The intern stood up from his desk and the button popped off his trousers. He walked over to me and asked what he should do. I suggested he stitch it back on. He said he didn’t know how, so I offered to do it for him – but he declined. Instead, he spent the whole day walking round the office with a paperclip holding his trousers up. The next day he came in and told us he had bought a new pair.
Had nobody taught this young man to sew on a button? It’s the sort of simple task that everyone should know how to do. It takes 20 minutes to learn, yet it is knowledge that will last a lifetime. So why not arm young people with as much information like this as possible? How to cook lunch. How to wash clothes. How to iron. These were once seen as feminine activities. But times have changed, and there’s no reason why everyone shouldn’t be taught them. Girls should know how to build fires and boys should know how to repair their clothes.
So teach skills like these, but under no circumstances examine them. There is no need for anyone to answer an exam paper on boiling an egg — just demonstrate how to do it and leave it at that. Not everyone will remember the precise details, but what will hopefully be retained is a sense that cooking isn’t a herculean task.
In 2013 the Department for Education announ-ced plans to make practical cookery compulsory, and children are now given lessons up to Year 9. The purpose is to ‘instil a love of cooking’ in pupils, although the scheme has been criticised by Jamie Oliver — never quiet on such matters — who claims it ‘just teaches children how to make fairy cakes’. There is a world beyond fairy cakes, of course, but it’s not a terrible place to start.
Schools can’t be expected to bear the full brunt of ensuring that practical skills are passed on, though. Parents also have a role to play. Fortunately, cooking is now very much in vogue, and a multitude of cookery programmes can provide exhausted parents with some inspiration. Shows such as MasterChef and The Great British Bake Off have given kitchen chores a more fashionable image. The internet also contains a wealth of ‘life hack’ guides. Parents worried about their own competence with basic tasks can turn to YouTube or Pinterest for useful (and discreet) advice.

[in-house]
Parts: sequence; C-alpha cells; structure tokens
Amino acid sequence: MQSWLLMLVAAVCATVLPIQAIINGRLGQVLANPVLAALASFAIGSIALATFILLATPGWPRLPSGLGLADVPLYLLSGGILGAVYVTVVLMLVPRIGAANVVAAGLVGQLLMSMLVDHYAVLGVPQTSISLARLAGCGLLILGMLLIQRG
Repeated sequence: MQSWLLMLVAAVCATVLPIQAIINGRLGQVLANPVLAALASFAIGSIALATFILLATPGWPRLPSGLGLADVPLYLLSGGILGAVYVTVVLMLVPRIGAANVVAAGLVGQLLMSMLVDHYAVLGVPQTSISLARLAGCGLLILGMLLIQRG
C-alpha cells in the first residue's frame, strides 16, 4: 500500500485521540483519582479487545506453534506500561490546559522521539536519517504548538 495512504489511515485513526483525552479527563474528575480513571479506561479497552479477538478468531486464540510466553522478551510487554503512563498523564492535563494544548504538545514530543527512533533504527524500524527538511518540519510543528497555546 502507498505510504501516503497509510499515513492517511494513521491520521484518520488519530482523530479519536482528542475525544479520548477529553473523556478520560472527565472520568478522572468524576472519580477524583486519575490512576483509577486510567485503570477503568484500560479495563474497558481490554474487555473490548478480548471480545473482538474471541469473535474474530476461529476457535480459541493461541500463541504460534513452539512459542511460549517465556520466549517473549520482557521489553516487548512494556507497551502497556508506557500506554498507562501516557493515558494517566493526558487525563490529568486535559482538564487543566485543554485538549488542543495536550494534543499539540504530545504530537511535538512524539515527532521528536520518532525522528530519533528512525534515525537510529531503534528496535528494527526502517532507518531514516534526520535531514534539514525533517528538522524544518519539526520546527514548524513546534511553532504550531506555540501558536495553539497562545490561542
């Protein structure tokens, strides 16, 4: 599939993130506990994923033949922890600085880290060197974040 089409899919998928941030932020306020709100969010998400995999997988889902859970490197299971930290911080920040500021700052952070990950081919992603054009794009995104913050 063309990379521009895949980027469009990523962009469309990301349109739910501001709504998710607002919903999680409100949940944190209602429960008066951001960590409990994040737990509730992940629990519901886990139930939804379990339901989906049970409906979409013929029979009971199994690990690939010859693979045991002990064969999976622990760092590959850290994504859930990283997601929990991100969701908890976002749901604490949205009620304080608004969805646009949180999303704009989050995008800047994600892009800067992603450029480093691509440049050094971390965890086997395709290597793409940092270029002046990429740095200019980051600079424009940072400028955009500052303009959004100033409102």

At the same time, however, a certain snootiness has crept into the school curriculum. Modern subjects such as computer coding are prioritised and old ones are rebranded to make them sound more progressive. Cookery is often referred to as ‘food technology’. This makes it sound more like a course in designing microwave meals than advice in cooking to keep oneself alive. Sewing is no longer just sewing. It must be taught in the ‘context of the fashion industry’. But while not everyone wants to become a fashion designer — and nor should they be encouraged to — most people will benefit from a few lessons with a needle and thread.
So where have all these food technology classes left us? One recent study showed that my generation of twentysomethings are so ‘preoccupied by the visual presentation of food’ that we fail to plan meals, and instead buy too much food and end up throwing much of it away. We use technology to take photos of food and share them online but we don’t know how to cook it properly. Apps allow us to outsource many tasks, so many people no longer bother to learn how to do them in the first place.
The great irony, of course, is that technology progresses so quickly that no school syllabus can keep up. Children being taught to code nowadays will undoubtedly find that, by the time they reach the job market, their skills are out of date, or even redundant. It may well be that a more classical education peppered with practical, old-fashioned advice is of far more value than a curriculum that tries to play catch-up with Silicon Valley.
Simple advice deserves to be held in higher esteem. It may not help you get into university, but it will definitely always stand you in good stead. Our food may now be grown in faraway fields, our clothes stitched in faraway factories and our phone has become our valet. But there is no harm in knowing how to polish shoes or stitch up a hem. Rather than throwing away a perfectly good pair of trousers, they can be repaired — with dignity still intact.
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